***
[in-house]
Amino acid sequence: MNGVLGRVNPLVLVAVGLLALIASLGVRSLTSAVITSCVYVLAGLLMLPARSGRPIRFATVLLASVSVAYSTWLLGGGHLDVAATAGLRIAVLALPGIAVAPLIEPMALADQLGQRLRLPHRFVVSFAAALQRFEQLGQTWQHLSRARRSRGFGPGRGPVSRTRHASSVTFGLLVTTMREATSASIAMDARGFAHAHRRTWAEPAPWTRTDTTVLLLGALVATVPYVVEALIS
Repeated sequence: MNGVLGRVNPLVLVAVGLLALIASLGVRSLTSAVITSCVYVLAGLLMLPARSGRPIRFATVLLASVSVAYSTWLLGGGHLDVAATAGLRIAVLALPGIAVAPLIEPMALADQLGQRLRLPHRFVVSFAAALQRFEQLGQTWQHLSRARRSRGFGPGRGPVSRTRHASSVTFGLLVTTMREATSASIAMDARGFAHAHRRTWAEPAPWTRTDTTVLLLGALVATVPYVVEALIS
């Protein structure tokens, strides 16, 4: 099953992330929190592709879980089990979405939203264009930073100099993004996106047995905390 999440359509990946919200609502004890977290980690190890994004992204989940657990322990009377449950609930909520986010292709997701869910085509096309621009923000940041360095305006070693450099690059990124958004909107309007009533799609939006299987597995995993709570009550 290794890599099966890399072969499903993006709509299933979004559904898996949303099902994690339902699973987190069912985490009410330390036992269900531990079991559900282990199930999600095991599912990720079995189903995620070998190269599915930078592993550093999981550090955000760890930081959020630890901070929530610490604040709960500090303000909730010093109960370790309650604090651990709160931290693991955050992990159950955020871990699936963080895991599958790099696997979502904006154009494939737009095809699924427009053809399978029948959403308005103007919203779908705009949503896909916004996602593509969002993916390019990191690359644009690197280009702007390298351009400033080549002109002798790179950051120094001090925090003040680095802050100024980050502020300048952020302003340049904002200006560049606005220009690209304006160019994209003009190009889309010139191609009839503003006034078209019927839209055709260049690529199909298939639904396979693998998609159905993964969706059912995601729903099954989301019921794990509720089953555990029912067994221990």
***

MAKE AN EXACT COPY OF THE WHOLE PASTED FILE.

[in-house]
Amino acid sequence: MNGVLGRVNPLVLVAVGLLALIASLGVRSLTSAVITSCVYVLAGLLMLPARSGRPIRFATVLLASVSVAYSTWLLGGGHLDVAATAGLRIAVLALPGIAVAPLIEPMALADQLGQRLRLPHRFVVSFAAALQRFEQLGQTWQHLSRARRSRGFGPGRGPVSRTRHASSVTFGLLVTTMREATSASIAMDARGFAHAHRRTWAEPAPWTRTDTTVLLLGALVATVPYVVEALIS
Repeated sequence: MNGVLGRVNPLVLVAVGLLALIASLGVRSLTSAVITSCVYVLAGLLMLPARSGRPIRFATVLLASVSVAYSTWLLGGGHLDVAATAGLRIAVLALPGIAVAPLIEPMALADQLGQRLRLPHRFVVSFAAALQRFEQLGQTWQHLSRARRSRGFGPGRGPVSRTRHASSVTFGLLVTTMREATSASIAMDARGFAHAHRRTWAEPAPWTRTDTTVLLLGALVATVPYVVEALIS
């Protein structure tokens, strides 16, 4: 099953992330929190592709879980089990979405939203264009930073100099993004996106047995905390 999440359509990946919200609502004890977290980690190890994004992204989940657990322990009377449950609930909520986010292709997701869910085509096309621009923000940041360095305006070693450099690059990124958004909107309007009533799609939006299987597995995993709570009550 290794890599099966890399072969499903993006709509299933979004559904898996949303099902994690339902699973987190069912985490009410330390036992269900531990079991559900282990199930999600095991599912990720079995189903995620070998190269599915930078592993550093999981550090955000760890930081959020630890901070929530610490604040709960500090303000909730010093109960370790309650604090651990709160931290693991955050992990159950955020871990699936963080895991599958790099696997979502904006154009494939737009095809699924427009053809399978029948959403308005103007919203779908705009949503896909916004996602593509969002993916390019990191690359644009690197280009702007390298351009400033080549002109002798790179950051120094001090925090003040680095802050100024980050502020300048952020302003340049904002200006560049606005220009690209304006160019994209003009190009889309010139191609009839503003006034078209019927839209055709260049690529199909298939639904396979693998998609159905993964969706059912995601729903099954989301019921794990509720089953555990029912067994221990």